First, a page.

Those who do not live in the future will be trapped and die in the past. (p. 107)

“Because.” Which is the best reason for writers to go a-journeying. (p. 120)

From The Noodle Maker by Ma Jian

“We’re finished,” she told the professional writer when she visited his room one night, half drunk. “This generation knows nothing about suffering, or isolation. Their hearts are numb.”

“And what good does isolation bring?” the writer asked.

“They just don’t take life seriously.”

“Neither did I at their age.”

“Writing demands complete sacrifice. You must pour your soul into the work. Every word has to be paid for in sweat and blood.”

“But if you cut yourself off from today’s world, how can you hope to write about it?” the writer said.

“Writers are the products of their times. A shallow world produces shallow writers. I can’t help missing those years we spent in the re-education camps.”

“The world has moved on,” the writer said. “You’ve been left behind. Those young women understand today’s society better than you. Perhaps a purer form of literature will emerge from their numb minds. They have no prejudice, no interest in politics. Their problems are pretty personal. But your time is already over.” (p. 88-)

From The Courage To Write: How Writers Transcend Fear by Ralph Keyes

“Everyone has talent. What is rare is the courage to follow that talent to the dark place where it leads.” –Erica Jong. (p. 64)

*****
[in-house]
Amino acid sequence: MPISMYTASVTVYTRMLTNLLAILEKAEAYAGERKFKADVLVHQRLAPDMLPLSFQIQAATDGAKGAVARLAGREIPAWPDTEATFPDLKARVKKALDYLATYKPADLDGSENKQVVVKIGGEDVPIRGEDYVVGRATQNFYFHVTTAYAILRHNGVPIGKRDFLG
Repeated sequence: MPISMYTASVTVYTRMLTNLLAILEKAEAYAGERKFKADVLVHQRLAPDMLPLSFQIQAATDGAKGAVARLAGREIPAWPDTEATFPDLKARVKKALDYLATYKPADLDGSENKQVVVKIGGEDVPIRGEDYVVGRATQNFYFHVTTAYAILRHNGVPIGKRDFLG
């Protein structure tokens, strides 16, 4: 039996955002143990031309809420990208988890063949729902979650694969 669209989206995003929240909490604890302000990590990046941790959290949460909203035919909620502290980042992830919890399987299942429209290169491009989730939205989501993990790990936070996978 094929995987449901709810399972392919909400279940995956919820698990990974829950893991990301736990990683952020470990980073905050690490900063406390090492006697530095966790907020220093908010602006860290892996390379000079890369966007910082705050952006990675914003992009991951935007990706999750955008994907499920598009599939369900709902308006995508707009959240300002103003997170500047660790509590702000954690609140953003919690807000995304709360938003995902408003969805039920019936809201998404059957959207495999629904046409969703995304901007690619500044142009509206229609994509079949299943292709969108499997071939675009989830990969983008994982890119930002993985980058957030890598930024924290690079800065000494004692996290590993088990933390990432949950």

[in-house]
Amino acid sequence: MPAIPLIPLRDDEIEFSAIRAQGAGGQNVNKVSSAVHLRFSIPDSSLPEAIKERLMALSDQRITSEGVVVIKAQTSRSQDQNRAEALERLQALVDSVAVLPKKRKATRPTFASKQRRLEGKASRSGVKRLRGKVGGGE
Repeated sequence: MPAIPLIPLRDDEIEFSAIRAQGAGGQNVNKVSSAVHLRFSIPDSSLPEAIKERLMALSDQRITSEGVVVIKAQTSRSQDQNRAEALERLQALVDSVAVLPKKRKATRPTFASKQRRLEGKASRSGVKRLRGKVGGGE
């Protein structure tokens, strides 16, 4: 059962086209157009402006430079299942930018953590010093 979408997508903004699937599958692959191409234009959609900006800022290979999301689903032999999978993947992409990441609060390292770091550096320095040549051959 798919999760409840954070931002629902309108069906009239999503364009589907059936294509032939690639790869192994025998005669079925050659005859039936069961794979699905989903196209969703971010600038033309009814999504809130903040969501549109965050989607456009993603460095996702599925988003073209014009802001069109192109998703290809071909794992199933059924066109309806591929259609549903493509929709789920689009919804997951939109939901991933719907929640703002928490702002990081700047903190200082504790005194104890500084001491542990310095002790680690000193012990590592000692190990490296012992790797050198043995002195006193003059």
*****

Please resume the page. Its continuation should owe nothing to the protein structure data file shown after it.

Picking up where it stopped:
“You go to the dark places so that you can get there, steal the trophy and get out,” said [Frederick] Busch. “That is more important that to be psychologically safe.” (p. 67)

Lawrence Block spent a long apprenticeship producing hack fiction. Too long. After he wrote a mainstream novel in the early 1960s, a Random House editor suggested some changes. This made Block angry. He withdrew the manuscript and went back to writing pot boilers. It took Block years to realize the real reason he hadn’t responded to this editor’s suggestions was fear that he couldn’t pull the project off. As he finally concluded, his anger at her “was simply a smokescreen I had thrown up to conceal my fear from myself.” I would be another fourteen years before Lawrence Block started writing the Matt Scudder mysteries that won him critical acclaim and devoted readers. “Fear is the mind killer,” he concluded, “an unacknowledged fear is the worst kind.” (p. 93)


YouTube-ing the Elections

[via MediaPost]

The guy who posted the anti-Hillary, Big Brother/Apple 1984 edit, says ominously:

“There are thousands of other people who could have made this ad, and I guarantee that more ads like it–by people of all political persuasions–will follow,” says Phil de Vellis, the creator of the ad, on the blog after he was named in a previous post.

Vellis, from Blue State Digital, the company that works for the Barack Obama campaign, resigned from his position after the confession. Apparently, he did it on his own, and had no hand in the Obama account.

Undoubtedly, YouTube will be the platform of choice for smear campaigns and dirty tactics in the next elections.

News sites have banner year


News Sites Score in 2006, Print Down But Still Makes More Money
Philip M. Stone March 20, 2007

US newspaper advertising figures for 2006 tell the tale better than words. Print advertising was down by some US$800,000 which is 1.7% less than the year before, and Online continues fantastic growth with 31.5%, about US$637,000 more than the year before.

(Print advertising at U.S. newspapers in 2006 was US$46.6 billion, compared to US$2.7 billion for online)

But the end of the day the Internet’s gains failed to surpass print’s losses.

Numbers released by the Newspaper Association of America indicate that the financial revenue health at newspapers is getting markedly worse.